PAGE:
Two construction workers converse at a building site, a third and fourth in shallow and deep background, respectively. Two concrete pylons are under construction and in background—each have lengthy arms of rebar reaching far above the poured concrete—and wooden frameworks are on the ground behind two primary subjects. These workers are using steel to send a skyscraper soaring. They are interacting with one another, not isolated as the worker with a jackhammer was, and they are building, not destroying. The movement is progress, not regress; the emotion is satisfaction, not isolation. Color washes through the frame, bright yellow of the men’s safety vests and helmets and a faint blue in the sky washes out the greyscale. The narrator speaks with great conviction: “We’re going to have great jobs again.”
We see a city sidewalk—likely New York—during rush hour; out-of-focus heads bobbing in a solid sea from curb to the rising cliff of the buildings to the left, and as far as can be seen into the distance, as the narrator celebrates: “We’re going to make America great again for everyone.” Everyone is now active, everyone is going to work. Motion is constant, and the image is in color but not in focus—these are “everypeople”; their identities are not important, their energy is. The image cuts for the last time to another skyline shot, busy freeways below and glowing sunshine streaming through the pinnacles of skyscrapers, overlaid with the TRUMP PENCE MAKE AMERICA GREAT AGAIN! banner, as the narrator concludes: “Greater than ever before. Rebuilding America Now PAC is responsible for the content of this message.”
From monochrome to color, from night to dawn, from idle workforce to strong industry and infrastructure, from economic despair to prosperity. The themes are as strong as the images. The themes and images also recall Ronald Reagan’s “Prouder, Stronger, Better” ad (commonly called “It’s Morning Again, in America”) from 1984. Dawn, bright sunlight over scenes of Americans working and going to work are common to both. While Reagan’s rhetorically asked why America would want to return from a current state of greatness to where it had been four years prior, “America Soaring” longs for a lost, past state of greatness and seeks to return there. In addition, while “Prouder…” shows young and old, workers and farmers, cities and countryside, “America Soaring” focuses on middle aged factory workers and cityscapes. In addition, “Prouder…” cited figures of interest rates, home purchases, marriage, and inflation. “America Soaring” asserts broad generalities of lost jobs and industries, but does not delve into specific figures, unemployment rates, or decreases in construction or other projects. The narrowing of demographics, occupations, and activities within the ad and the broad generalities versus specific figures to underpin assertions renders the ad less intellectually convincing than “Prouder…” Paradoxically, however, that may allow the ad to make a deeper, more visceral impact as the viewer can immerse themselves in the moody, powerful imagery without being distracted by data.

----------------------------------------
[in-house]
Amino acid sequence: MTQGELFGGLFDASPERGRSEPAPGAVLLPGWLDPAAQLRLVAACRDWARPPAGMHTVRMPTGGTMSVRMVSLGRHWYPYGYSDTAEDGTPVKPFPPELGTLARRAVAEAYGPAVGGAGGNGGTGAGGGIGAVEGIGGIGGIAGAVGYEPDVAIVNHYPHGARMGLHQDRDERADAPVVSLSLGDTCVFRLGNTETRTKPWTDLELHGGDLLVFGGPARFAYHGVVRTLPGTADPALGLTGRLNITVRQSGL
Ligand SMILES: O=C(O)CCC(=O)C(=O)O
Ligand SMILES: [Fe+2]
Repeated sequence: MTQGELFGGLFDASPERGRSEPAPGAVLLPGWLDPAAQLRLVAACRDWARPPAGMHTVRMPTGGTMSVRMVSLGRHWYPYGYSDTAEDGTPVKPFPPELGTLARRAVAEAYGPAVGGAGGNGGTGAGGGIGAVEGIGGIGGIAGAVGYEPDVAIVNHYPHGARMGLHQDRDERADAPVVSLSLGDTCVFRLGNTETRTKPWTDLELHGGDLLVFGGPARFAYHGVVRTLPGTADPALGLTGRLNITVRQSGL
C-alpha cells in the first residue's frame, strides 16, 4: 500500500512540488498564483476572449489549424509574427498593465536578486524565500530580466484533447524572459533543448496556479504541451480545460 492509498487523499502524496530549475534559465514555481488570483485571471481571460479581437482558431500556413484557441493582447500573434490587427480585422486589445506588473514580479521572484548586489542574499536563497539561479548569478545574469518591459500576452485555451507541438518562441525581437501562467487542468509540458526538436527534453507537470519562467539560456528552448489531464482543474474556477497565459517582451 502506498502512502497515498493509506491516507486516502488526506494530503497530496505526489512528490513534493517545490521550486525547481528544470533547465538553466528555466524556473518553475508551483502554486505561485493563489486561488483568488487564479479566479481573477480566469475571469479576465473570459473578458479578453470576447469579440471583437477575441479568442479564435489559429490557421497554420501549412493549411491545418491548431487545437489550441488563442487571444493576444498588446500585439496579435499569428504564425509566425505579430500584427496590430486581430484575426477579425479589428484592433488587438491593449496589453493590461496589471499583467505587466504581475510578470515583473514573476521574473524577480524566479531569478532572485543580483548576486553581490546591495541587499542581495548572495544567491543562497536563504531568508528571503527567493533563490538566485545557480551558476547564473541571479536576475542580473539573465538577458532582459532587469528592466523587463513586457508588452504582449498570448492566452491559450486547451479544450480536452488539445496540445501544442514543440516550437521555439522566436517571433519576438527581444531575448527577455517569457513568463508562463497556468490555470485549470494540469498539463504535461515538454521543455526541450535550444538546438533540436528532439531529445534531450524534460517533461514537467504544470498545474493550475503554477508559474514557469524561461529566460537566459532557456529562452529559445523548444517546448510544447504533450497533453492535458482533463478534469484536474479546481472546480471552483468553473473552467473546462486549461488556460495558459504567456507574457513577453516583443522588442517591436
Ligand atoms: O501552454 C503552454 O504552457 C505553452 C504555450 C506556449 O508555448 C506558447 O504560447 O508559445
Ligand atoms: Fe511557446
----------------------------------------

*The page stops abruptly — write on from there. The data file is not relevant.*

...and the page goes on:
“America Soaring” trades in emotion and impression. Its impressionistic portrayal of American laborers appeals to the sense of wounded patriotism in post-9/11 society, and affirms the collective “what happened to how it used to be” prevalent in Rust Belt cities and their idle industries. Never mind that many of those industries have moved on to an irreversible degree—many of the mills have been razed and replaced by mixed-use commercial developments, after all. Few things play upon the blue collar ideology at the heart of America like a call to take matters into our own hands, take up our worn and weathered but time-tested and proven tools, and build (or rebuild) a country as great as we can imagine it to be. Our skyscrapers still soar, and our strength remains; where we look for our greatness is up to us.
 Kirschman, Lauren. (October 10, 2016). “Donald Trump focuses on steel, manufacturing during Ambridge rally.” Pennlive.com. retrieved from: http://www.pennlive.com/news/2016/10/donald_trump_focuses_on_steel.html
 The claim ultimately appears to have failed: of the six ads released since “America Soaring,” only one, “Education,” employs the same optimism and positive tone, and it also uses the same musical and visual motifs, narration, and undefined affirmations of improving society by returning local control to solve ongoing, national issues.
[ii] The Living Room Candidate. (2016). “Prouder, Better, Stronger.” Museum of the Moving Image. Retrieved from: http://www.livingroomcandidate.org/commercials/1984/prouder-stronger-better